Dwell

Dwell May/June 2020

Dwell is the unique modern architecture and design magazine for people who believe that good design is an integral part of real life. Get Dwell digital magazine subscription today.

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United States
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English
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Dwell
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Monthly
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3 min
city house

WHAT TO KNOW ABOUT AN… URBAN GARDEN ACCORDING TO BROOK KLAUSING OF BROOK LANDSCAPE New York, New York We’re always thinking about longevity and an element of timelessness in our designs. In urban areas, people purchase real estate like clothing. It gets bought, torn down, destroyed, and then bought again. If you have a really classic design template and a base of plantings that maintains over the decades, it’s touched less with every transition. Leaving flexibility for different people to utilize things in different ways is important In terms of plantings, we always try to provide a base layer of 60 percent solid, easy-to-maintain plants that creates the environment and sets the tone. That way, if the clients want to play with their own ideas, they can take a risk with some temperamental plantings. You’re…

3 min
new old solutions

As the world faces an unprecedented environmental crisis, our cities must implement innovative, sustainable solutions to survive. But what if the forwardthinking fixes we need lie not in new technologies but in something older? “We commonly think of sustainability as bringing plants and trees onto buildings, but what if our most sustainable innovations were rooted in cultures that figured it out a millennia ago?” asks Julia Watson, author of Lo-TEK: Design by Radical Indigenism. “There are hundreds of nature-based technologies that need to be considered as potential climate-resilient infrastructures. It is possible to weave ancient knowledge of how to live symbiotically with nature into how we shape the cities of the future before this wisdom is lost forever.” Here we present four case studies, taken from Watson’s book, that show how native…

2 min
comments

“We practice gratitude and find the joys in simple things as we slow down life and try to stay sane.”—Nicole Schmiedl, Denver, Colorado Feedback You ask about “shoes off” in the house [Dwell Asks, March/April]? I would encourage you to take a moment to readdress this question in the age of Covid-19. This is not a personal preference issue, but a public health question. The dirt and grime on shoes (whether seen or invisible) carries millions of microbes along with it. Why bring that into your house? Be safe, be clean, and take off your shoes! SHANNON FOSTER, MD, READING, PA The house in Sydney, Australia [“Mission Statement,” March/April], is extraordinary. I appreciate the architect’s efforts to harness the climate for solar gain, food production, and bringing real life into the home. Love the…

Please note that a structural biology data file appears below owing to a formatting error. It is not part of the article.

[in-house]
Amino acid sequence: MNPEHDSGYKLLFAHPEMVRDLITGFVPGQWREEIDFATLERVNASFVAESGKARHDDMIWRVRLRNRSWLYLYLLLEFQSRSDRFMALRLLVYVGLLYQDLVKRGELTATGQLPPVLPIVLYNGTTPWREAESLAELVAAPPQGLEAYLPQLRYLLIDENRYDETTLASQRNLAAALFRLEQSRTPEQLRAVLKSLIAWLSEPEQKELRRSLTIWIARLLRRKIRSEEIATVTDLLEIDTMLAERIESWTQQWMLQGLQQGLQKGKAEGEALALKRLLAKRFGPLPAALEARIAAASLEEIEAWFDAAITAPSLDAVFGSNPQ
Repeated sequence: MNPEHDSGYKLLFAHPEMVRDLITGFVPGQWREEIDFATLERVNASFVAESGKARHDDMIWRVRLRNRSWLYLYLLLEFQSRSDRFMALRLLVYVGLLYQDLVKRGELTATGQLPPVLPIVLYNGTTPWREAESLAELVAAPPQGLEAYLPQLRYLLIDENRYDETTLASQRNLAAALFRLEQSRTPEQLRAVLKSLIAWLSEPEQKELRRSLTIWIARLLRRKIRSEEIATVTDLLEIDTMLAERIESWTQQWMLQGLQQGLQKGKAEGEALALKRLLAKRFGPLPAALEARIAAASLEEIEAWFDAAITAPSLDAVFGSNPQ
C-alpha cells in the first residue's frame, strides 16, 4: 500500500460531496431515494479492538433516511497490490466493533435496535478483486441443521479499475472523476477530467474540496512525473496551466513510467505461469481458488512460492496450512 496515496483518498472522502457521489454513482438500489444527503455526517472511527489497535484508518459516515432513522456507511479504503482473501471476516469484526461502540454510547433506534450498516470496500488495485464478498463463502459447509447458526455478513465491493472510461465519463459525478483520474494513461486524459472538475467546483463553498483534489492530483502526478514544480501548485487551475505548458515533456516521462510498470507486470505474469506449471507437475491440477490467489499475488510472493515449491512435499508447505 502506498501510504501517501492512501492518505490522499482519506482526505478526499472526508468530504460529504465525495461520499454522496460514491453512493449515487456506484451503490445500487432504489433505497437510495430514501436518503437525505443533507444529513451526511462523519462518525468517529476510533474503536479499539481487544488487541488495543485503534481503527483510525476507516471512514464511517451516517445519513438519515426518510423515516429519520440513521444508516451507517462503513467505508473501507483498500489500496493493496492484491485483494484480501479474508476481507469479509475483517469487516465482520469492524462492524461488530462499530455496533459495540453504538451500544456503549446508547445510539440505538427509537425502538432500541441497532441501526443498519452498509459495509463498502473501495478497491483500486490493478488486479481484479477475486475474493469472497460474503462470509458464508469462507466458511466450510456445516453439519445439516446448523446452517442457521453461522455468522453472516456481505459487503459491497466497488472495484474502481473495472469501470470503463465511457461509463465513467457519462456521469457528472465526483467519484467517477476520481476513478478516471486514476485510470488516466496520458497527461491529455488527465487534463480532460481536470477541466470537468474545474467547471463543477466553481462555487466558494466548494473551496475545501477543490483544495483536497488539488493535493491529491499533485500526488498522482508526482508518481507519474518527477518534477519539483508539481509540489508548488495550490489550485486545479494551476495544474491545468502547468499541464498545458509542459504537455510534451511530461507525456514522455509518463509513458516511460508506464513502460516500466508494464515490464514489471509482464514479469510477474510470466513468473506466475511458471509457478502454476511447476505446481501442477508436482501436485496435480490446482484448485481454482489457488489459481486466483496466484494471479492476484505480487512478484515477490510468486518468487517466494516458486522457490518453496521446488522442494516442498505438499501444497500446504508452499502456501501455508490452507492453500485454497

1 min
what are you doing to spruce up your space while hunkering down?

Nurturing indoor plants to improve our physical and emotional wellness.@opiarydesign Finally painting our common areas four years after moving in. Bye-bye, avocado-colored “accent” wall! @melissa_moe Um, we just ripped out our kitchen on Friday…so there is that! @benjakaiden Decluttered the kitchen, made a “coffee bar,” cleaned and reorganized all the kitchen cabinets. Bathrooms are next. @desert_lisek We urgently needed places to work for everyone in the family, so we found pieces of wood in the garage, got some shelves at the hardware store, and mixed and matched to construct desks. These times call for being creative. @melbacarolinareid Renovating our front porch…and mixing afternoon mai tais. @sbwhippet Anxiety-induced cleaning! @violagirl285 We set up a homework station on the kitchen island and shoveled the snow around in the backyard so we could set up a trampoline. @kakisv Pretty much shuffling art and decorative items to different spots…

4 min
batteries included

When architect Richard Schuh installed solar panels on his Mayacamas Mountains home in northwestern California two decades ago, going completely off the grid wasn’t a real consideration. He just couldn’t quite abide the banks of ugly leadacid batteries he would have needed to store that amount of excess solar power. Today, it’s a different story. Two sleek Tesla Powerwall lithium-ion batteries hang inconspicuously on a carport wall, ready to supply nearly all the energy his home needs, even during blackouts. “They constantly interface with the grid and with the solar panels to optimize usage,” says Schuh. “It’s a very smart system.” The software that manages the connections between the grid, panels, and batteries keeps the transitions from one to the other seamless. Schuh says his family doesn’t notice when it switches…

4 min
the big reveal

Mark Motonaga and Guy Clouse’s home might be smack dab in the middle of Los Angeles’ vibrant East Side, but it feels like a secret hideaway. Steps from a street lined with apartment buildings, modest older homes, and commercial warehouses, the house, with just a single window on the front facade, looks inward, becoming more open as you move through it to the surprisingly lush backyard. The 5,400-square-foot property, on the edge of the Atwater Village neighborhood, was in foreclosure when Mark, the creative director of L.A.’s RCH Studios, and Guy, an artist, first saw it. After living in a Hollywood Hills apartment for more than a decade, they wanted something on one level, but with an industrial, loft-like feel. They also longed for a garden. The couple considered replacing the…